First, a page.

Hazard Mitigation Grant Program-Post Fire (HMGP-PF)
What is HMGP-PF?
The Hazard Mitigation Grant Program-Post Fire is awarded to a State or Tribal Nation following a major wildfire that meets the criteria for a Fire Management Assistance Grant. This grant includes federal prioritization requirements though each state determines how funds are prioritized further through a Hazard Mitigation Administrative Plan. In New Mexico, the prioritization for projects is such:
- projects in the communities impacted by the FMAG
- projects that will provide risk reduction benefits to the FMAG impacted communities (even if the activity is not implemented in the impacted community)
- projects in communities that could be impacted by FMAG post-wildfire damages (downstream debris or flood flows)
- post-wildfire debris or flood flow anywhere in the state
- wildfire mitigation anywhere in the state
- any natural hazard mitigation project anywhere in the state.
HMGP-PF funds can be used to create hazard mitigation plans, conduct outreach and education, or construct mitigation projects associated with any identified natural hazard, and any eligible applicant throughout the state can apply. The key purpose of this grant program is to enact mitigation measures that reduce the risk of loss of life and property from future disasters. Please direct any questions regarding HMGP-PF in New Mexico to the DHSEM Mitigation Unit at DHSEM.Mitigation@state.nm.us.
What are “natural hazards”?
A natural hazard is a natural phenomenon that might have a negative effect on humans or the environment. A few New Mexico specific examples include flood, fire, drought, thunderstorms, and earthquake. There are 14 natural hazards identified in the State’s Hazard Mitigation Plan.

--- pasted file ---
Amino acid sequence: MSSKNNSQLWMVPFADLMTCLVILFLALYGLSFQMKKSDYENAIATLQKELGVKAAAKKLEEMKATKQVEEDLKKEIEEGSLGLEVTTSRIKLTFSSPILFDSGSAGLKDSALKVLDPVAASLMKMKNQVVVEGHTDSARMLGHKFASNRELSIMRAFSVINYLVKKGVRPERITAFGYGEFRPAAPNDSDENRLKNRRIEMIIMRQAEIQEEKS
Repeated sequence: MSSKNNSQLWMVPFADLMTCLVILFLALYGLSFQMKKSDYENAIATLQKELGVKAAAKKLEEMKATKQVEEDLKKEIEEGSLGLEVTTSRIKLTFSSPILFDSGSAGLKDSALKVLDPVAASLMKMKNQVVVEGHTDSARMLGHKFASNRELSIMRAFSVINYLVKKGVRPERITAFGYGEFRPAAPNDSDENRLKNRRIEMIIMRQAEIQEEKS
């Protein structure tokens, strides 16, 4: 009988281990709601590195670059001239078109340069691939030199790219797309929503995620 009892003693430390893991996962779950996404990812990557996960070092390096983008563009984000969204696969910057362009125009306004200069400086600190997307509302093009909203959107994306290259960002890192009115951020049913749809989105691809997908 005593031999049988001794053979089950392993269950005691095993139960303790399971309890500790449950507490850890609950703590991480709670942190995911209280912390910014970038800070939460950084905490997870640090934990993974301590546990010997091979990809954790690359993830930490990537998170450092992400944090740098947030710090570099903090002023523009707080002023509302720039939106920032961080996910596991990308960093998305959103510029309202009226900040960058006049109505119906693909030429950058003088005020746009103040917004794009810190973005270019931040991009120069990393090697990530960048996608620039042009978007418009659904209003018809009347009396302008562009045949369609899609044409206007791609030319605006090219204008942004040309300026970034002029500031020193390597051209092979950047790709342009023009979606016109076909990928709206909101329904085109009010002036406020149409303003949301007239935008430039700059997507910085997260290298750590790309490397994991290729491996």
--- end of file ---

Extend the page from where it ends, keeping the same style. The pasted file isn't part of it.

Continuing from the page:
These hazards are distinct from human-caused hazards, threats having elements of human intent, negligence, or error. Human-caused hazards are not eligible for natural hazard mitigation funding.
What can I do with this grant?
Funding is prioritized for wildfire, post-fire flooding, and stream bank stabilization. However, the following represents some other project types that have awarded in New Mexico. Please direct any questions regarding HMGP-PF eligibility to the DHSEM Mitigation Unit at DHSEM.Mitigation@state.nm.us.
- Local, tribal, or multi-jurisdictional hazard mitigation plan
- Risk assessments associated with a hazard mitigation plan or plan update
- Stream work, bank stabilization, erosion control
- Green Infrastructure
- Flood risk reduction – stormwater management, drainage, and channelization
- Wildfire mitigation – thinning, defensible space, retrofit of non-combustible materials
- Generators for critical facilities
- Emergency communication and warning systems
- Debris Flow Barriers
- Outreach/community education campaigns
- Phased projects – Two-part project awards for design, environmental clearance, Benefit Cost Analysis development, etc., then awards the funding to implement the project.
Check out FEMA’s website for more information here.
Who can apply?
Applications are submitted to the DHSEM Mitigation Unit, which administers the HMGP-PF grant funds awarded by FEMA. Local and municipal governments, Tribal Nations, state agencies, quasi-governmental agencies, and non-profit organizations can apply for sub-grants. Individuals and businesses may not apply directly for HMGP-PF funding but may be sponsored through an appropriate sub-applicant.